Chasing the lights with Jess.
As a northern light guide, I feel very lucky. Almost every clear night I get to see one of the most fantastic shows on Earth. Not only this, but I get to share it with people from all over the world. I cannot get bored of it!
Seeing the aurora is very emotional, everybody should experience this at least once in their lifetime. Of course, it can be down to luck, if we see it or not, but there are a lot of ways to keep luck on your side! I am always looking for the clearest sky possible. Some nights can be more challenging than others, but every time it is a unique experience and we make the most out of it.
I follow the weather forecast all afternoon, from 4 different websites (because of course often the weather forecasts don’t agree) and here in coastal Tromsø the weather can change very fast.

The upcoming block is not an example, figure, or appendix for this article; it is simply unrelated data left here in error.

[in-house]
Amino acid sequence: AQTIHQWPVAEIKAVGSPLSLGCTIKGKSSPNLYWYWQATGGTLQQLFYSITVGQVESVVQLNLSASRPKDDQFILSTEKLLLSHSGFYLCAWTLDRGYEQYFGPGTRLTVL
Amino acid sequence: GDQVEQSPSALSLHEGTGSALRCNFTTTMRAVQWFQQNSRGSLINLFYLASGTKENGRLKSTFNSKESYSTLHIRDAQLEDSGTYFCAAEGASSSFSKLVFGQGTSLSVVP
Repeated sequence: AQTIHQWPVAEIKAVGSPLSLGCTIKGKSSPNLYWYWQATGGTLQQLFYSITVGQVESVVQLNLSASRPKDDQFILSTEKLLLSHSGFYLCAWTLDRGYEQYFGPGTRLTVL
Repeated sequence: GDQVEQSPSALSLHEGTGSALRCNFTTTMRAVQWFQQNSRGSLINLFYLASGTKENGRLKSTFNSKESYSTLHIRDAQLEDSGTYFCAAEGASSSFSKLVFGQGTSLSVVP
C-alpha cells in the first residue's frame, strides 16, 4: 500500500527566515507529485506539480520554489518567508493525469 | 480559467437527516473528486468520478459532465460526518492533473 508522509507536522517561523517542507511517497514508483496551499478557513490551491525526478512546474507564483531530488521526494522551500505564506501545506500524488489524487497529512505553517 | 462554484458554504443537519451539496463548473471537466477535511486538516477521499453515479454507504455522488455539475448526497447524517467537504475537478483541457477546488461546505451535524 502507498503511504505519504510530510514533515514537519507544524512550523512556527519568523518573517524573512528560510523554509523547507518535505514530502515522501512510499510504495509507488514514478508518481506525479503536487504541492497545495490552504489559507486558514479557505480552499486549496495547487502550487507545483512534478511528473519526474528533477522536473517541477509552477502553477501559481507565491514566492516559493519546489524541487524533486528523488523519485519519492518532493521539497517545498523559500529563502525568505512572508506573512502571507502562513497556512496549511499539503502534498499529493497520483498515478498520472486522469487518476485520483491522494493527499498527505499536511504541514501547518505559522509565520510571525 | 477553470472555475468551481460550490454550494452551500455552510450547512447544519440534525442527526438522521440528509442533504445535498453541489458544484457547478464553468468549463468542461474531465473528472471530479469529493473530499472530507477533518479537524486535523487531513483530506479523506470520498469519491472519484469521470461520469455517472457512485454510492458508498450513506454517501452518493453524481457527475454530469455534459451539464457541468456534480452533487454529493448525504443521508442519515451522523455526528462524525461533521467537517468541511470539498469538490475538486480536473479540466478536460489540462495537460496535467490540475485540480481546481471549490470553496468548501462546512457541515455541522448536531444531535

As we drive into the night I continue checking the solar activity and the last weather update to be sure that we are heading in a promising direction. In the best case scenario we will find a beautiful location and stay there all night. We make a cosy place around a fire, and we wait for the northern lights if they are not already here. The keyword here is patience. Because if we have a clear sky there is no reason to move to another place. Wherever you are in northern Scandinavia, if you have a clear sky, you will see the same aurora at the same exact second, and it’s going to be the same shape, because northern lights appear very high up in the sky. So if we have stars, there is a good chance to see the aurora if/when it shows up.